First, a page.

Phase 3 Gaining Access- Once access is achieved to the desired operating system,
application, or network; the attacker can escalate privileges to obtain complete
control of the system. Such examples include: password cracking, buffer overflows,
denial of service, and session hijacking.
Phase 4 Maintaining Access- After access has been attained, most hackers attempt
ways in which to retain their ownership of the system/application/device. Attackers
may prevent the system from being owned by other fellow hackers by securing their
access exclusively with backdoors, trojans, or rookits. Attackers then use the
compromised system to launch further attacks, which allows them to upload,
download, or manipulate data, configuration, and applications at any given time
period.
Phase 5 Covering Tracks- After a hacker’s activities have been carried out, smarter
attackers usually look for ways in which they can hide their malicious act by
covering their tracks and hiding their own identity. This can be achieved by
overwriting system, application, audit, and event logs or deleting any evidence that
may lead to prosecution.
(EC-Council, 2011)
FOOTPRINTING AND RECONNAISSANCE
Footprinting and reconnaissance are hacking methodologies used to uncover and
collect as much information as possible regarding an organization’s information
system. These two methods are carefully planned well ahead in time before an
attack is carried out. Basic information such as a company’s DNS, IP addresses,
system and network architectures, platforms, and applications used, is all prevalent
information that can be gathered and collected by an hacker to help carry out the
attack. While this information is collected, the hacker cautiously examines and
identifies vulnerabilities that can be exploited. An ethical hacker looks to examine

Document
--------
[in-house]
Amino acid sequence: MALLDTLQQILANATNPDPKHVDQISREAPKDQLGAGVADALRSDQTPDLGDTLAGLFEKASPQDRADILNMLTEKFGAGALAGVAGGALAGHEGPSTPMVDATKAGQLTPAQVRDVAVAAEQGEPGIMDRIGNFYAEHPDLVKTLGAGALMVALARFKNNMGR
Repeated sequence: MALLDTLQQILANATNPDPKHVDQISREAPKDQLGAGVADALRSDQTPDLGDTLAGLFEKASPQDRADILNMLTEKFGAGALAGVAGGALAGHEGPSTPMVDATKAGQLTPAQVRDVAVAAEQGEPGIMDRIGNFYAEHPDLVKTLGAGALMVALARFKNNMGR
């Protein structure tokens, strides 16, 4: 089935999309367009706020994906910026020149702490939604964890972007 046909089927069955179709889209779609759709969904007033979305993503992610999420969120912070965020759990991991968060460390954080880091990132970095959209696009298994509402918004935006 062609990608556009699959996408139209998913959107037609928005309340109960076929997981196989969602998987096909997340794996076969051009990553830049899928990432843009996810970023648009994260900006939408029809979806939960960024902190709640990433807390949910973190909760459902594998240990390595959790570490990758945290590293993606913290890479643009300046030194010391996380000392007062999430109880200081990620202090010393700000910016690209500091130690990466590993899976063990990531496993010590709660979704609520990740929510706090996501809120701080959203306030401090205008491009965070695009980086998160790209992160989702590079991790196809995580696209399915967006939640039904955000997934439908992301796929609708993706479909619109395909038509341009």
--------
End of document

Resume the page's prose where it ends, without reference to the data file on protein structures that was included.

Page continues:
what information can be made available publicly by collecting information from the
internet or internally and then documents the effects this may have to the
organization, such as: privacy loss, corporate espionage, competitive intelligence,
and information leakage.
There are four types of Footprinting:
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Ethical Hacking- A high-level information security study on protecting a company’s information
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Anonymous Footprinting- Gathering information from sources where the author
of the information cannot be traced nor identified.
Internet Footprinting- Collecting information about a target from the Internet.
Organizational/Private Footprinting- Collecting information internally within the
organization.
Pseudonymous Footprinting- Collecting information that may be published under
a different name in an attempt to preserve privacy and confidentiality.
(EC-Council, 2011)
SYSTEM HACKING
There are several ways an attacker can gain access to a particular system, however
each way requires the ability for an attacker to exploit a weakness, vulnerability, or
even human-error.
Types of Attacks
Operating System Attacks- Attackers search for platform (operating system)
vulnerabilities and then exploit them. Such examples include: buffer overflow, bugs
and glitches, and unpatched operating systems.
Application-Level/Shrink Wrap Code Attacks- Programming is complex and
there are times where unsecure code is used over and over again to reduce this
complexity, such as utilizing existing libraries of code. If it’s there, why reinvent the
wheel? This leads to poor and nonexistent error checking in these applications
which can lead to buffer overflow attacks, cross-site scripting, denial of service, SQL
injection attacks, session hijacking, man-in-the-middle attacks, and so on.
Misconfiguration Attacks- Misconfigured systems occur when a change is made to
a file’s permission. If that’s the case, the file or application can no longer be
considered as secure. Administrators are expected to change the configuration and
limit authority of the devices before they are deployed to the network. Failure to do
this allows the default settings to be used to attack the system.
Password Cracking- Various techniques and tools are utilized to recover
passwords from computer systems. Hackers can use these tools to gain
unauthorized access to a vulnerable system. Most of these techniques are successful
due to weak or easily guessable passwords, such as dictionary words or default
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passwords. Such password cracking techniques include: dictionary attacks, brute
force attacks, hybrid attacks, syllable attacks, and rule-based attacks. Surprisingly an
increasingly number of non-technical password stealing techniques have been